What is cost-based pricing?
Cost-based pricing is when companies set prices based on their costs of doing business. However, they usually also consider other factors such as demand, competitor’s prices, product differentiation, and value. It can be used as a long-term pricing strategy or as a short-term tactic to improve its profits.
How does cost-based pricing work?
The company first sets a target profit margin. The target profit margin is the percentage of the final selling price that a company wants to receive as a profit.
Next, they calculate their costs of doing business. These costs include the cost of materials, distribution, and product development.
Then, they put all of this information into a simple formula that calculates the price of the product:
Let’s say you have a company called Prodco Ltd. which makes a product called Product X. Prodcos costs of making Product X are as follows:
- Direct material – $3
- Direct labor – $7
- Variable overheads – $5
- Materials – $4
- Labor – $8
- Overheads – $3
Based on our calculations, Prodco Ltd.’s costs of making Product X are $30 (the fixed costs + variable costs), and they need to make at least a 25% pre-tax profit to remain in business.
How much should Prodco Ltd. price their product?
Based on their business costs, Prodco Ltd. should price Product X at $37.50 ($30 + 25%).
The benefits of using this strategy:
– It prevents a company from making a loss on their product. If the company sets the price at $30, it would have lost $7.50 ($30 – 25% profit margin).
– The strategy allows companies to increase their profits over time as they find ways to decrease their costs of doing business. The company has the freedom to raise their prices as long as they are still making a 25% pre-tax profit.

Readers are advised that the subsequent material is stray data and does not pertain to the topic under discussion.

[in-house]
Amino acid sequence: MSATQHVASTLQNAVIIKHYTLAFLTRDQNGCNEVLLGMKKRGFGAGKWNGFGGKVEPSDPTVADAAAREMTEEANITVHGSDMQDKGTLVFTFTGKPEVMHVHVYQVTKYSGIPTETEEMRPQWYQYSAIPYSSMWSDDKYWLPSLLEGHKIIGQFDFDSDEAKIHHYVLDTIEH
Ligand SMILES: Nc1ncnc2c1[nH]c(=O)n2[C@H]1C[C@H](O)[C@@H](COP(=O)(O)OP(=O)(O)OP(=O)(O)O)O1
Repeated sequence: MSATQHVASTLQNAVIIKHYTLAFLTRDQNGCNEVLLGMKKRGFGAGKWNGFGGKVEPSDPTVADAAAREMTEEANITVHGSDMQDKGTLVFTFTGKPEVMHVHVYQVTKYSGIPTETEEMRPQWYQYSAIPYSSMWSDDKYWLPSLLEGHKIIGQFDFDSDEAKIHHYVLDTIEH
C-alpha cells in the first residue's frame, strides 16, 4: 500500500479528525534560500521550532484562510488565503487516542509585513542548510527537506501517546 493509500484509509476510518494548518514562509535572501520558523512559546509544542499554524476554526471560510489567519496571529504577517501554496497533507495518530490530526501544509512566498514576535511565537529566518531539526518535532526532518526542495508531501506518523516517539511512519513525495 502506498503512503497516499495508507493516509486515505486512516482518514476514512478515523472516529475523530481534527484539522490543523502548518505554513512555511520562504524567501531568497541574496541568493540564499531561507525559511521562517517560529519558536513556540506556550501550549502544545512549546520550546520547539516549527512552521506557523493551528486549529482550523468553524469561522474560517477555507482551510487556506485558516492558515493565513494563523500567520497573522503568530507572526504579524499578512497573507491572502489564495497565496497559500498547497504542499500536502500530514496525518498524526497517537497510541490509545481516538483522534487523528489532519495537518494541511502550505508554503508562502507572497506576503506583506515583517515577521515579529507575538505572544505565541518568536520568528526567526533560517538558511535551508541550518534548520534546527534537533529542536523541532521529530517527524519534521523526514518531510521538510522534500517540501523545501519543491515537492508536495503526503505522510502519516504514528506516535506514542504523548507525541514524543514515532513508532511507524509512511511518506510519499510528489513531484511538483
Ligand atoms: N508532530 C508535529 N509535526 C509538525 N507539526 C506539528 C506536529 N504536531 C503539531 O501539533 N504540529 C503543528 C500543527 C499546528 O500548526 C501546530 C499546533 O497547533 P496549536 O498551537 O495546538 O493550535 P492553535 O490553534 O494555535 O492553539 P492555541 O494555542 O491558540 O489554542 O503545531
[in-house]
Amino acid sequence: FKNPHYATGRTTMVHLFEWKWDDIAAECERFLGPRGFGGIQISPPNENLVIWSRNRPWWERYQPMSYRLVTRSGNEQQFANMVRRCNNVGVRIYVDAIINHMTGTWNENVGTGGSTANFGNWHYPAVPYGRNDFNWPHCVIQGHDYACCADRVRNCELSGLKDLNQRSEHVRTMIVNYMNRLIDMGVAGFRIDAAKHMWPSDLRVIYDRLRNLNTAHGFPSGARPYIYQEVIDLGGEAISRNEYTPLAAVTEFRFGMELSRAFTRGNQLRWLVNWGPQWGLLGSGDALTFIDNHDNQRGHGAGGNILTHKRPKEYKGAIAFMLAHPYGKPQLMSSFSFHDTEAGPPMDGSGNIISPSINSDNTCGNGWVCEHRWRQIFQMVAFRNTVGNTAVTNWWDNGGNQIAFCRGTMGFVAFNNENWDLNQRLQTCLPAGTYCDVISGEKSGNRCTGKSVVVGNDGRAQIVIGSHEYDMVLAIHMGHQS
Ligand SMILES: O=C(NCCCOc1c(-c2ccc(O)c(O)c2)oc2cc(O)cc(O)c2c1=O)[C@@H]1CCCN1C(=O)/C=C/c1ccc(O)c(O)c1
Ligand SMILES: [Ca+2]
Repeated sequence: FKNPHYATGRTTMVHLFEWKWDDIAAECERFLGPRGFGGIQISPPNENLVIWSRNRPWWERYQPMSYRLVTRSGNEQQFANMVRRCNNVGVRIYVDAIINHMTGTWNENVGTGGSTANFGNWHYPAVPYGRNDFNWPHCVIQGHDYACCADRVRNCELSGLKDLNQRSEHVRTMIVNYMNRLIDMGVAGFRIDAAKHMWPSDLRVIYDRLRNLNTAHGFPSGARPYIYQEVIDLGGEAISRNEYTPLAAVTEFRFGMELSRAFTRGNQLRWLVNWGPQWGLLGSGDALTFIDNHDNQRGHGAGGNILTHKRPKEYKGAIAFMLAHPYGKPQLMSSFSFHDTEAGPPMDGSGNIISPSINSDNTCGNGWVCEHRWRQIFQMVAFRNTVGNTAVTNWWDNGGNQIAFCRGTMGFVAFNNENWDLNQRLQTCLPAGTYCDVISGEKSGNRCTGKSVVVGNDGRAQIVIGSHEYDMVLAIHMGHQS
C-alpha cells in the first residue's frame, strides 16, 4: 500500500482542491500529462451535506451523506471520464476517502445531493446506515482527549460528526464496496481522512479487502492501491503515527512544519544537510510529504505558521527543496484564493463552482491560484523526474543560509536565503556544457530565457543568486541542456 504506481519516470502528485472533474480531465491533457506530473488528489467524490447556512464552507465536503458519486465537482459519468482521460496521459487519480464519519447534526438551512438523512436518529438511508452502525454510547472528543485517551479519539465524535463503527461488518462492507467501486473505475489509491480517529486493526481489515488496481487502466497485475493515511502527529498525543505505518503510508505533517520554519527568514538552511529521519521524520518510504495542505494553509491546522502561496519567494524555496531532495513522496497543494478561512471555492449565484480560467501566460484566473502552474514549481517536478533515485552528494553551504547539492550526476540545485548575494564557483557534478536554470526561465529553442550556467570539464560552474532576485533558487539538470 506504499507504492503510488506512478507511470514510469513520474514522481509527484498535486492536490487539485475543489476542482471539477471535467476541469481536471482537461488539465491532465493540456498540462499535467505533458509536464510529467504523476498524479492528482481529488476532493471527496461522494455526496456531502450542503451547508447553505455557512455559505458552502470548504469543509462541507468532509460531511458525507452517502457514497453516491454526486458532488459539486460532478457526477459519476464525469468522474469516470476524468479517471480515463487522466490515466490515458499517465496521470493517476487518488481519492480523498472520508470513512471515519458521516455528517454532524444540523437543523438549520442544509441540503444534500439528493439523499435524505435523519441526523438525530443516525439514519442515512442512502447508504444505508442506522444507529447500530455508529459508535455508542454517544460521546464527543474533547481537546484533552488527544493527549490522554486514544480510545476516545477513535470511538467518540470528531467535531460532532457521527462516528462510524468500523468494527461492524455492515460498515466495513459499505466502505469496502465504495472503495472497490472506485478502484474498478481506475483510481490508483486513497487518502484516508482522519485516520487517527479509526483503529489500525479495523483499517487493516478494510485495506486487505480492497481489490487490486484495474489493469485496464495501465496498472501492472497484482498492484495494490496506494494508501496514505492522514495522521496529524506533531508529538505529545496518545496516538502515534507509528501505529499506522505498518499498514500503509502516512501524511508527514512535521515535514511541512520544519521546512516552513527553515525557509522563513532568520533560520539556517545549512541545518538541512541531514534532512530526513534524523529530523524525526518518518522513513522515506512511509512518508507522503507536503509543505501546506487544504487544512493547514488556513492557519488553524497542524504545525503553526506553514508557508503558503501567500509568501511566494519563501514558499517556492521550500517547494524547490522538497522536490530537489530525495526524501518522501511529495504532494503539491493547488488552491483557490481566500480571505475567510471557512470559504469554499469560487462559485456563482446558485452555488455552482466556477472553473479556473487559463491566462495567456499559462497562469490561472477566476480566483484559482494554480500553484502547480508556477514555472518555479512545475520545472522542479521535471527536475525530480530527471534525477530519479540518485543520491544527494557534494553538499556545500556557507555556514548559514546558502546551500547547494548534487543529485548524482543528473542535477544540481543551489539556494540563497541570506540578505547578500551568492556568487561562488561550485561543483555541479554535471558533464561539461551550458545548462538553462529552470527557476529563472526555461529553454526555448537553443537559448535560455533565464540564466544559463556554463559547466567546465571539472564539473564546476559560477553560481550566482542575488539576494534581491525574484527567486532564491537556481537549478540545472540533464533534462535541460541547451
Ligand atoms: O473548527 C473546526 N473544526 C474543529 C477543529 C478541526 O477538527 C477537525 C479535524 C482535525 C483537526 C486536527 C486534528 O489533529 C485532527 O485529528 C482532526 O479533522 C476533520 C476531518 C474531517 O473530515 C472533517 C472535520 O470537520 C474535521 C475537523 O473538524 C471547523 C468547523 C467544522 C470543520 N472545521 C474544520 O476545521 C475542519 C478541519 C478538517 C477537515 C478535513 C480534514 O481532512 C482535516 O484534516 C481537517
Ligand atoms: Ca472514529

Companies need to use this strategy when competition isn’t that strong or in slow economies when they have more flexibility in setting the price of their product.
The disadvantage of using this strategy:
- If a company is not competitive in the market and has to set prices at a high price relative to other companies, they may lose customers, which can be detrimental for their business.
- Or it’s selling at too low of a price, and they miss out on more significant profits. For example, if the market price is $50, then Prodco Ltd. is underpricing their product. Which can even hurt your brand. (Considered low-quality goods because of the low price.)
Who should use this strategy?
- Companies that are just starting in the market and don’t have much competition yet.
- Companies with high variable costs. For example, companies that manufacture products.
- Companies with fluctuating demand for their products can raise prices when demand is high and lower them when demand is low.
Cost-based pricing versus market-based pricing
A company that uses cost-based pricing will set prices based on their costs of doing business.A company that uses cost-based pricing will set prices based on their costs of doing business. #costbasedpricing Click To Tweet
Whereas a company that uses market-based pricing determines the price of their product based on what consumers are willing to pay for it in the market. The company will try to find the price where demand meets supply.
Setting prices using cost-based pricing is a long-term strategy that companies should use when the market conditions are right because it removes incentives to drop their prices. Otherwise, they will be stuck with high fixed costs, which can hurt them in the long run.
So, what is cost-based pricing? It’s setting prices according to your costs of doing business.
What is market-based pricing? It’s setting prices according to what the market currently demands.
Who should use cost-based pricing? Companies with high fixed costs, fluctuating demand, or no competition in the market should consider using it.
Who should use market-based pricing? Companies that are already competitive in the market and have low fixed costs should consider using it.